The City Council approved four parts of the Balboa Village Parking Management District plan on Tuesday, but continued the residential permit program and directed staff to return with a plan to conduct a survey on the issue. They voted 6-1, with Councilman Mike Henn dissenting.
Council heard a presentation on part two of the comprehensive plan from Newport Beach Principal Planner Jim Campbell.
Council previously approved part one, which included way finding signs, design guidelines, façade improvement program and more.
On Tuesday, Campbell discussed the five different components of the second part of the overall plan: Residential Permit Parking Program; parking management district plan and overlay district; parking benefit district; public parking fees; and other parking programs and permits.
The resident parking permit program was the most discussed component.
It would be broken down into two parts: Phase one would include Island Avenue to Adams Street, including Bay Island and mooring area C; and phase two is Island Avenue to 7th Street.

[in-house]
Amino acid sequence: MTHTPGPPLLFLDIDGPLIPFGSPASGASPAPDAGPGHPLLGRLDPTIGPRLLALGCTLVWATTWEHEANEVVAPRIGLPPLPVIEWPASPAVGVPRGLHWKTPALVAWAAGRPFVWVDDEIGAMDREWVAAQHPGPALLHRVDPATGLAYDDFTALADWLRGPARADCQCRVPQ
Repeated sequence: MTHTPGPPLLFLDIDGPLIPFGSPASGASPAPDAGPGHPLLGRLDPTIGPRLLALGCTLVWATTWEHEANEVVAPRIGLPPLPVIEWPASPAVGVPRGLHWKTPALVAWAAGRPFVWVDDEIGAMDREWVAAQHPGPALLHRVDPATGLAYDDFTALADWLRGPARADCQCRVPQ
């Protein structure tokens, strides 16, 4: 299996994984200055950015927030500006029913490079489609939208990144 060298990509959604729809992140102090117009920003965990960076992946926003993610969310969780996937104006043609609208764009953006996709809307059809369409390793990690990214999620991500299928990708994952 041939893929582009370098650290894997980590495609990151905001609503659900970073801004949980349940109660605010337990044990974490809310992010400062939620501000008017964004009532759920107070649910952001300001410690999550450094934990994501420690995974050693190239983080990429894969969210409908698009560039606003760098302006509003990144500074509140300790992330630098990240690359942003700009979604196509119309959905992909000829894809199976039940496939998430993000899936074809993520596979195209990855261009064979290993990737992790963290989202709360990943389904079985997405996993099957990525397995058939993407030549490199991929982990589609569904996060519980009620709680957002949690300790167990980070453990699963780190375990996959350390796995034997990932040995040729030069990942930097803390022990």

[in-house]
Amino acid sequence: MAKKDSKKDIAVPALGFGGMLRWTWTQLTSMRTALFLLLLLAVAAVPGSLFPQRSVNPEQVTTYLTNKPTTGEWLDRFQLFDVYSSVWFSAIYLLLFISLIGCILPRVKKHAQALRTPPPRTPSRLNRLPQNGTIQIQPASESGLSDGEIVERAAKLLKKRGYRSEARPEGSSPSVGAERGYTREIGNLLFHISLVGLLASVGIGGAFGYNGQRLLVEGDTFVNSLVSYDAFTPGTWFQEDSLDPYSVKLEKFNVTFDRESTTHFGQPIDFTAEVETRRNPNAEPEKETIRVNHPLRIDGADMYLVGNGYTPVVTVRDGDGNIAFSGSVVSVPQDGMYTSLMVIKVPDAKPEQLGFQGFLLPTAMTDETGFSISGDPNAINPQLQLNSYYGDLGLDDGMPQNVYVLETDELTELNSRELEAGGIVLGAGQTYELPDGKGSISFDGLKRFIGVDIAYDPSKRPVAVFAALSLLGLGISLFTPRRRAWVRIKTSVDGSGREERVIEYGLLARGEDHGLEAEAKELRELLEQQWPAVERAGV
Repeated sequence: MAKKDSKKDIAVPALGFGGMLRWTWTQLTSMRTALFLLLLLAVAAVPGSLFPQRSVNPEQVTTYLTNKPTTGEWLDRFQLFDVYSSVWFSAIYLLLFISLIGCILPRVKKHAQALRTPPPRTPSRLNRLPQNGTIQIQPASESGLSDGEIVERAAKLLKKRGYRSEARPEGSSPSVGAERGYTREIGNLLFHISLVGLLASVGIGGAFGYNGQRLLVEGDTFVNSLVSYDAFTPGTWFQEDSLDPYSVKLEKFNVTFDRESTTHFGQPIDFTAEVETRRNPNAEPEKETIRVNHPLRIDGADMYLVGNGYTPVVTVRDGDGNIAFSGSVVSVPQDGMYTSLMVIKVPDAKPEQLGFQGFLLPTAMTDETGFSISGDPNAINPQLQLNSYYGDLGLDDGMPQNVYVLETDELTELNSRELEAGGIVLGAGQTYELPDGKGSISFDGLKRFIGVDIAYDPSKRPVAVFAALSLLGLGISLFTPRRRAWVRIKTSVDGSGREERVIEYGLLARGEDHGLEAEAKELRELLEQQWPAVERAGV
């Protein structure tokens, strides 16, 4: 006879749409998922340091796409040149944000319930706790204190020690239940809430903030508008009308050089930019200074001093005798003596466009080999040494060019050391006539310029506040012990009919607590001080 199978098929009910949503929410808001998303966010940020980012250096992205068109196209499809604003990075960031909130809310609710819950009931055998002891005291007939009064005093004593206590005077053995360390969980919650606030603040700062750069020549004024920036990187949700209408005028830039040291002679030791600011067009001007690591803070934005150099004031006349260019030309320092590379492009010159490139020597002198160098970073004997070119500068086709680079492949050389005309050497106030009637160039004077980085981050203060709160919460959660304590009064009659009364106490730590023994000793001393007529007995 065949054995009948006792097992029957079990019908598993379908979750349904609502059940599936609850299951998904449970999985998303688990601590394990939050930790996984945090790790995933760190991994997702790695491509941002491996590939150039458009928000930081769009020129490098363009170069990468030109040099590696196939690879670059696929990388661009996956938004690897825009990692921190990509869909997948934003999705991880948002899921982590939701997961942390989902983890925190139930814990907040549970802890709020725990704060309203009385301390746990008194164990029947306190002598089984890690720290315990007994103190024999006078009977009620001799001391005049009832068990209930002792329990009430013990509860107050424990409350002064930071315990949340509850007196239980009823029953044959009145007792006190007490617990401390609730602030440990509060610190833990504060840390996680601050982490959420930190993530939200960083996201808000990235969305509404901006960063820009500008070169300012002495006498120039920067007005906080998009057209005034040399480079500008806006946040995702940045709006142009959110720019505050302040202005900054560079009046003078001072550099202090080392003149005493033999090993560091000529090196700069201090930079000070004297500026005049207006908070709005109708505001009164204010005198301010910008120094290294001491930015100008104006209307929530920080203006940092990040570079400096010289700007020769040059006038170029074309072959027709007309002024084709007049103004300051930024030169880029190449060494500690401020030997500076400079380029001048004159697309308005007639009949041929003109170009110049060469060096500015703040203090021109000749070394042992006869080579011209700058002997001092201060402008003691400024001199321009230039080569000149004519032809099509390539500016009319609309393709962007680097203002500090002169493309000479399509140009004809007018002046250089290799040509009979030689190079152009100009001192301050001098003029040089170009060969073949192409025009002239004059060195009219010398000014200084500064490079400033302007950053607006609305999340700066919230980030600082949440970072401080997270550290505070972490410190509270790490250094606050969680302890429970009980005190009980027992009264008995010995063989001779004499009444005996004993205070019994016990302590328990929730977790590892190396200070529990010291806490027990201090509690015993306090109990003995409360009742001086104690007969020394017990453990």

There would be no priority parking in the area, Campbell explained, but it would allow residents to park there with no citation or violation.
Hours would be from 4 p.m. to 9 a.m. daily, limited to four annual permits per household and would be enforced by license plate recognition.
Permits would cost $16 each. Up to six guests would be allowed for $1 per day.
Several concerns were brought up during public comment time at the meeting on Tuesday. There were a dozen speakers, mostly opposing the plan, voicing their opinions, including Bay Avenue resident Marianne Zippi.
“We residents will be forced to buy a permit in order to park in front of our homes,” she said.
It’s not beneficial to residents and it’s decimatory to a small area of citizens, she said.
“This whole package of initiatives was originally intended to incent new and innovative development down in the Balboa Village,” said Councilman Tony Petros, who is a member of Balboa Village Advisory Committee. It was meant “to revitalize the area.”
Structurally, the parking in the village itself, not the residential areas, was a hindrance to that development, he explained.